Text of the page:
Provo • Latter-day Saint apostle M. Russell Ballard said he has been carefully following the news about Brigham Young University in recent weeks.
For example, in early February, when panelists were targeted with racist questions during a Black History Month event. Or, shortly after, as students reacted to the school removing from its Honor Code the section on “homosexual behavior.” Both have drawn national attention.
And the reports, Ballard said, prompted him to speak at the school Tuesday about the need for love and acceptance.
“In the past few weeks, as I have read news stories and social media posts about what has happened on campus, I knew why the Lord wanted me to speak on this important subject,” said Ballard, acting president of the Quorum of the Twelve Apostles. “He is anxious to heal any wounded souls.”
Thousands of students and staff at BYU, which is owned by The Church of Jesus Christ of Latter-day Saints, filled the seats of the Marriott Center to hear him speak. Throughout his devotional, Ballard only specifically mentioned “racism” once and remained somewhat vague on alluding to those “recent events.” But his message focused on respect, inclusion and acceptance while warning against discrimination.
“Marginalizing and persecuting people based on age, gender, nationality, religious preference or anything else can be hurtful and misunderstood,” he said. As Ballard, 91, read from a teleprompter, he appears to have changed the last word in that part of his prepared address from what it said on the screen: “evil.”
The apostle has previously addressed LGBTQ concerns within the conservative faith, including at a similar devotional at BYU in 2017. Then, he said, all members have a place in the church, regardless of sexual orientation. And the faith “must do better than we have in the past until all feel they have a spiritual home.”
Still, BYU had long kept in its Honor Code — strict rules for campus that also include a dress code and a ban on drugs, alcohol, coffee and tea — a prohibition on “all forms of physical intimacy that give expression to homosexual feelings." Those who acted on such feelings could be punished or suspended from the school.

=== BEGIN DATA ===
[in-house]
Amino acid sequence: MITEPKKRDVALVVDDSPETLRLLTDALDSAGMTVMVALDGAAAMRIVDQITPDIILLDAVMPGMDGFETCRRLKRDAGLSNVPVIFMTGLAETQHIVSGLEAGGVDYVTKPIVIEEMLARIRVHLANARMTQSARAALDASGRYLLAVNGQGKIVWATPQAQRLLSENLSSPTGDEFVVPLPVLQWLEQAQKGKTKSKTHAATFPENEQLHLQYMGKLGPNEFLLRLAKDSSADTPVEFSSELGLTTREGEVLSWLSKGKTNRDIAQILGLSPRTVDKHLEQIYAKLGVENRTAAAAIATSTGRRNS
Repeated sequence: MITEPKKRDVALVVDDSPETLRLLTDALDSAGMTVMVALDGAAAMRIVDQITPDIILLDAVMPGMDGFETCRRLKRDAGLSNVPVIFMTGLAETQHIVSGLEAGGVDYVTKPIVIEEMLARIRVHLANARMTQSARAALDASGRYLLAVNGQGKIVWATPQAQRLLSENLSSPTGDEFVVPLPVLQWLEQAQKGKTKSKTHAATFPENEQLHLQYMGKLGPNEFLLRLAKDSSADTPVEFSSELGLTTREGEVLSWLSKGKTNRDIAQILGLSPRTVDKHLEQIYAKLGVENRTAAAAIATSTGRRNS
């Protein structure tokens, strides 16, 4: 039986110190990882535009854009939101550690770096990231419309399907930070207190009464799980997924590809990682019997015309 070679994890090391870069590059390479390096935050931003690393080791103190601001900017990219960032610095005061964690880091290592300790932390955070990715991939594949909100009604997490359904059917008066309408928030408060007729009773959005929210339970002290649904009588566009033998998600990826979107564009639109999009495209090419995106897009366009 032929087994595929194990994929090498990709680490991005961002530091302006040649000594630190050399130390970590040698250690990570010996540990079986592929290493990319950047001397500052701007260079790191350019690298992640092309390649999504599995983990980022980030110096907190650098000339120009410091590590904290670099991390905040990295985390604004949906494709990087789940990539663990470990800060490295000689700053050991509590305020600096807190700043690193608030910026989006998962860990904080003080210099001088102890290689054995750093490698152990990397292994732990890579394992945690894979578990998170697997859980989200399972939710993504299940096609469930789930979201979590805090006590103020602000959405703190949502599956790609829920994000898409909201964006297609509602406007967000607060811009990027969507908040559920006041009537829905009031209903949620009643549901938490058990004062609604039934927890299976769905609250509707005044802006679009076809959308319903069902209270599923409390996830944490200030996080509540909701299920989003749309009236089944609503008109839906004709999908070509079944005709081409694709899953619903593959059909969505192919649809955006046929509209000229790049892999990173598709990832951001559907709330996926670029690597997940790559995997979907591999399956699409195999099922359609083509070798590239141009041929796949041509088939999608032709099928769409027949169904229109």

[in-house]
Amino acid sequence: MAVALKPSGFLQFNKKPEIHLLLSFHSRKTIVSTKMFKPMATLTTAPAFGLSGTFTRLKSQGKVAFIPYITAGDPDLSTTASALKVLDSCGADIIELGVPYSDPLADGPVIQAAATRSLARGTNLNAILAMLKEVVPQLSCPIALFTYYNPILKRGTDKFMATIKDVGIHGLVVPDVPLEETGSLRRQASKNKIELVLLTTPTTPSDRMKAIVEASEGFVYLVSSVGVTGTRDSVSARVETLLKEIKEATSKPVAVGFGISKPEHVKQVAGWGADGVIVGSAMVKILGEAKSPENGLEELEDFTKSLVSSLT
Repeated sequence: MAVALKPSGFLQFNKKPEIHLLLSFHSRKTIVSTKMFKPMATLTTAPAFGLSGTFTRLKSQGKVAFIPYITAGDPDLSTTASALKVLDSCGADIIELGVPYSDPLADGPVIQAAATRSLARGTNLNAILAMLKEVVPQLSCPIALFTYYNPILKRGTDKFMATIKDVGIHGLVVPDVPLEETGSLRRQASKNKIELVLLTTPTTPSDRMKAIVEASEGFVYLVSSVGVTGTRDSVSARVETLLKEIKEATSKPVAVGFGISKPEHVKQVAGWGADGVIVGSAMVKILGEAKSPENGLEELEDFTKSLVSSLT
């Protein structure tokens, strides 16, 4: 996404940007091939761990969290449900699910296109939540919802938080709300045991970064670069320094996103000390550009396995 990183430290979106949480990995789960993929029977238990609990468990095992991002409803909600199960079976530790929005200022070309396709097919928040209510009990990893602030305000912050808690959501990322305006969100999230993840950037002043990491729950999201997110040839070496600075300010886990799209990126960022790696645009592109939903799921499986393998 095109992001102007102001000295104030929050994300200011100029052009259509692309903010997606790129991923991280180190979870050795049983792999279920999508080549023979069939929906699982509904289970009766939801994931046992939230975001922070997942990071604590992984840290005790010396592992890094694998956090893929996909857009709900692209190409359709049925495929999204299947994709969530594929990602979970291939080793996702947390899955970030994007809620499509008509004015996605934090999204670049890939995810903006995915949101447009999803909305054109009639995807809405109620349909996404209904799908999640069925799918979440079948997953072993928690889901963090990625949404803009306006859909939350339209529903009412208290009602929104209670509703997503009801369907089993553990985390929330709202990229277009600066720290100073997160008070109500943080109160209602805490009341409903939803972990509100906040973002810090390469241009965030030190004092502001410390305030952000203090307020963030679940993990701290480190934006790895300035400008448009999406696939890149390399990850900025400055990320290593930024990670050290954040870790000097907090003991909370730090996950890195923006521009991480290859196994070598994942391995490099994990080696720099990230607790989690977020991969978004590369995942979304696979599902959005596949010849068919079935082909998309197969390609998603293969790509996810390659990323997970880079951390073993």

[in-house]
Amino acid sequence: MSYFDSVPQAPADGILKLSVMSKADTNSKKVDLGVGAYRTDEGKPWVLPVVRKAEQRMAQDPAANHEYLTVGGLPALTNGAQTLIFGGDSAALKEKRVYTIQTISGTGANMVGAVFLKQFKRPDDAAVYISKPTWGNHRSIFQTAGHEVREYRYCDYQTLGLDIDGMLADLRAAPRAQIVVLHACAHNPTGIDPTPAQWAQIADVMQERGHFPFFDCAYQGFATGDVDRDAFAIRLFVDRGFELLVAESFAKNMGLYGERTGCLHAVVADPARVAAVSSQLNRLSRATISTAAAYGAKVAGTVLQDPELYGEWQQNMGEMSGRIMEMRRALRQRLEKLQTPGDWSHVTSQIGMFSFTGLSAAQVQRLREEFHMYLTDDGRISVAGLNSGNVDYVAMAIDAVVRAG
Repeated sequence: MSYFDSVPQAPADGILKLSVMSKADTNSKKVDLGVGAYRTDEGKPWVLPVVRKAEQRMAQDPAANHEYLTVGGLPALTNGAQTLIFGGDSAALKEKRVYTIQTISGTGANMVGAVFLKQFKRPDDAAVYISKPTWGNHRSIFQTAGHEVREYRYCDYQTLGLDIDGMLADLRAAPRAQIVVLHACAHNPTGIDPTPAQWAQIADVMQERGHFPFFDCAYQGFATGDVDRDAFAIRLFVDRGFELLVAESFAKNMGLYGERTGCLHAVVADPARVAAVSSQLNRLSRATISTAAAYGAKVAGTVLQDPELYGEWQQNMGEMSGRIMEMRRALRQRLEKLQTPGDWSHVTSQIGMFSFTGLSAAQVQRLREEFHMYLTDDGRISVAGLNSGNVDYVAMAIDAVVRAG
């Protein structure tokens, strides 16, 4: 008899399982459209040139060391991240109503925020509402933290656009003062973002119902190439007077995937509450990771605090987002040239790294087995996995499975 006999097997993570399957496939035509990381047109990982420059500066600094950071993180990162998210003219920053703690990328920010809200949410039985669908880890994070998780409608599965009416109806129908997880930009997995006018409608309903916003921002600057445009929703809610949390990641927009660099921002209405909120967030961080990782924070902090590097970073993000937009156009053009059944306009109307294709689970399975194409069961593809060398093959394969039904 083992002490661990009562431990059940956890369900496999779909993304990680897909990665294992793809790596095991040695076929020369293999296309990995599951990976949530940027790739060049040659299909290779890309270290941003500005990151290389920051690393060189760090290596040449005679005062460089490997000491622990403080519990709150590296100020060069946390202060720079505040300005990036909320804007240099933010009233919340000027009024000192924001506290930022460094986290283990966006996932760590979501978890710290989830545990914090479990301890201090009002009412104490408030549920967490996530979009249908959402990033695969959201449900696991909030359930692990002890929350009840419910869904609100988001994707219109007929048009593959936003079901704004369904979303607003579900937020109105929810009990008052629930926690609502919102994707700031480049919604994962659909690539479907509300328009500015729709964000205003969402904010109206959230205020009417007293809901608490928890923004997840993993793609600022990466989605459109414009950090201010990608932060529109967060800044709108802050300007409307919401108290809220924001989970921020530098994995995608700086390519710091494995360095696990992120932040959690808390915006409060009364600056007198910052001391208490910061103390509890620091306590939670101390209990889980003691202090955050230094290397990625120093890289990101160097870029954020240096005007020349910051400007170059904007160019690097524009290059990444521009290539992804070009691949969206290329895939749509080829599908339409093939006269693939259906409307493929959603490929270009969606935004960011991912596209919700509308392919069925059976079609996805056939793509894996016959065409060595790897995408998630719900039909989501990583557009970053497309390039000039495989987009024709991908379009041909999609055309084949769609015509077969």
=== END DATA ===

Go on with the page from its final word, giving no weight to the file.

Last month, the religious college quietly removed that section.
Students have said that staff in the Honor Code Office told them it meant they would no longer be disciplined for dating, holding hands with or kissing people of the same sex. But BYU officials said there “may have been some miscommunication.” Ballard didn’t clarify the questions that remain, though he told all students to “build bridges of understanding” and love one another.
He urged those on campus to love God and their neighbors and follow the example of Christ.
“What this provides is the antidote to anger, ill feelings, distress, hate and demonizing one another,” Ballard said. “This does not deny the need for open and honest discussions on campus to resolve issues and deal with challenges.”
He warned against bigotry and attacking others based on how they identify. The senior church leader mentioned the Nazi death camp at Auschwitz as “a grim reminder of what can happen when people are categorized in groups and persecuted.” More than 1 million people were killed there, he noted. Those targeted were primarily Jewish, but the victims included gay individuals and ethnic minorities, he said.
Ballard also quoted civil rights leader Martin Luther King Jr., saying those on campus should “not be judged by the color of their skin.”
On Feb. 6, during a campus panel on the black immigrant experience, several individuals in the crowd submitted racist questions anonymously to those on stage. They included: “What is the percentage of African Americans on food stamps?” and “Why do African Americans hate the police?”
Both the panelists and BYU condemned the comments. But some students said they didn’t know how the school would be able to really address what they saw as a growing issue on campus with discrimination.
Ballard said Tuesday that racism “stops us from progressing” and discouraged it. “We consider every person divine,” he added. “To love your neighbor is to have compassion — even if they belong to a different group and are at times identified as our enemies”
The divides, he said, can include political parties, religious affiliations, race and gender. But students should remember, Ballard cautioned, that they are all inhabitants of the world and that unites them.
The senior church leader also talked about the younger generations at BYU — joking about their love of smartphones and TikTok — while saying they will lead the church in the future. He said he appreciates their love of authenticity and their commitment to sustainability. He asked them to be more accepting of one another.
“Of all the universities in the world,” he added, “BYU should be where Jesus’ teachings and commandments are proclaimed and discussed and lived.”